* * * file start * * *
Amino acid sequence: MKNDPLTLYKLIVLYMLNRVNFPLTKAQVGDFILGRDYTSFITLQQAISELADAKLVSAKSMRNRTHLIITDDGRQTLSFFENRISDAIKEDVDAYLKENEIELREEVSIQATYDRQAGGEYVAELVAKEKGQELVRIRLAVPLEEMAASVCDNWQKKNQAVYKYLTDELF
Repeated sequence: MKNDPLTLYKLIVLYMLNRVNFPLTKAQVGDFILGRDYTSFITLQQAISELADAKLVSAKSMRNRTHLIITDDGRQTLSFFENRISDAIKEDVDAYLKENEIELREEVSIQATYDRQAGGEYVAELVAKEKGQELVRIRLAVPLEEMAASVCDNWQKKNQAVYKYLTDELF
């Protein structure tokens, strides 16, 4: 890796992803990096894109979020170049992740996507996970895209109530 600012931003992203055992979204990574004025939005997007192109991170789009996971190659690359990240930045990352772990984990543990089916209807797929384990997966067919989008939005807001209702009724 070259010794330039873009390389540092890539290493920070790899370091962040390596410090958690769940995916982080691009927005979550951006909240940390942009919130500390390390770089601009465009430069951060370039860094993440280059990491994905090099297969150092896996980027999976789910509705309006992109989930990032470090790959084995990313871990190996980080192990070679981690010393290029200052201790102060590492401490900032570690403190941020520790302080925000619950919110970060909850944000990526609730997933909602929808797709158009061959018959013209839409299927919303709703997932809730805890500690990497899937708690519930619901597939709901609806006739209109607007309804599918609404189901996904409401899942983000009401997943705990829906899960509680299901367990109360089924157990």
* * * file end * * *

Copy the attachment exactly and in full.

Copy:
Amino acid sequence: MKNDPLTLYKLIVLYMLNRVNFPLTKAQVGDFILGRDYTSFITLQQAISELADAKLVSAKSMRNRTHLIITDDGRQTLSFFENRISDAIKEDVDAYLKENEIELREEVSIQATYDRQAGGEYVAELVAKEKGQELVRIRLAVPLEEMAASVCDNWQKKNQAVYKYLTDELF
Repeated sequence: MKNDPLTLYKLIVLYMLNRVNFPLTKAQVGDFILGRDYTSFITLQQAISELADAKLVSAKSMRNRTHLIITDDGRQTLSFFENRISDAIKEDVDAYLKENEIELREEVSIQATYDRQAGGEYVAELVAKEKGQELVRIRLAVPLEEMAASVCDNWQKKNQAVYKYLTDELF
């Protein structure tokens, strides 16, 4: 890796992803990096894109979020170049992740996507996970895209109530 600012931003992203055992979204990574004025939005997007192109991170789009996971190659690359990240930045990352772990984990543990089916209807797929384990997966067919989008939005807001209702009724 070259010794330039873009390389540092890539290493920070790899370091962040390596410090958690769940995916982080691009927005979550951006909240940390942009919130500390390390770089601009465009430069951060370039860094993440280059990491994905090099297969150092896996980027999976789910509705309006992109989930990032470090790959084995990313871990190996980080192990070679981690010393290029200052201790102060590492401490900032570690403190941020520790302080925000619950919110970060909850944000990526609730997933909602929808797709158009061959018959013209839409299927919303709703997932809730805890500690990497899937708690519930619901597939709901609806006739209109607007309804599918609404189901996904409401899942983000009401997943705990829906899960509680299901367990109360089924157990």